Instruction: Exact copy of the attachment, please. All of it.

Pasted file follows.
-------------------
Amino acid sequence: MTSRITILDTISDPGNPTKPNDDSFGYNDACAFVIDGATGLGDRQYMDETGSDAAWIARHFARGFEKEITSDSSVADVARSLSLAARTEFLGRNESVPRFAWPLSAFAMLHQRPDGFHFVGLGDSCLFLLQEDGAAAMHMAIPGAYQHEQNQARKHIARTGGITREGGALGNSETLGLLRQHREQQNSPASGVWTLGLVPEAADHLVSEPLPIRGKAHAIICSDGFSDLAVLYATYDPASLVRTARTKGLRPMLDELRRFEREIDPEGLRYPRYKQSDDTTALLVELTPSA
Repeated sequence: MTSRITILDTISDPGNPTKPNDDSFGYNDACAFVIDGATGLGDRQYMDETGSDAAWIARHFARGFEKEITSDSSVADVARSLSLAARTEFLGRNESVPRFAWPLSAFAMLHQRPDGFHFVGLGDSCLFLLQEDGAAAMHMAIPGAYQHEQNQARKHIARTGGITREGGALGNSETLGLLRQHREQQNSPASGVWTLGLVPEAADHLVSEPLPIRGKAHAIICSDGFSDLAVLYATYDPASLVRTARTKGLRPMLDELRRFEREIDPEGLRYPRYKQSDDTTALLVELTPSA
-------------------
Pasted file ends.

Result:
Amino acid sequence: MTSRITILDTISDPGNPTKPNDDSFGYNDACAFVIDGATGLGDRQYMDETGSDAAWIARHFARGFEKEITSDSSVADVARSLSLAARTEFLGRNESVPRFAWPLSAFAMLHQRPDGFHFVGLGDSCLFLLQEDGAAAMHMAIPGAYQHEQNQARKHIARTGGITREGGALGNSETLGLLRQHREQQNSPASGVWTLGLVPEAADHLVSEPLPIRGKAHAIICSDGFSDLAVLYATYDPASLVRTARTKGLRPMLDELRRFEREIDPEGLRYPRYKQSDDTTALLVELTPSA
Repeated sequence: MTSRITILDTISDPGNPTKPNDDSFGYNDACAFVIDGATGLGDRQYMDETGSDAAWIARHFARGFEKEITSDSSVADVARSLSLAARTEFLGRNESVPRFAWPLSAFAMLHQRPDGFHFVGLGDSCLFLLQEDGAAAMHMAIPGAYQHEQNQARKHIARTGGITREGGALGNSETLGLLRQHREQQNSPASGVWTLGLVPEAADHLVSEPLPIRGKAHAIICSDGFSDLAVLYATYDPASLVRTARTKGLRPMLDELRRFEREIDPEGLRYPRYKQSDDTTALLVELTPSA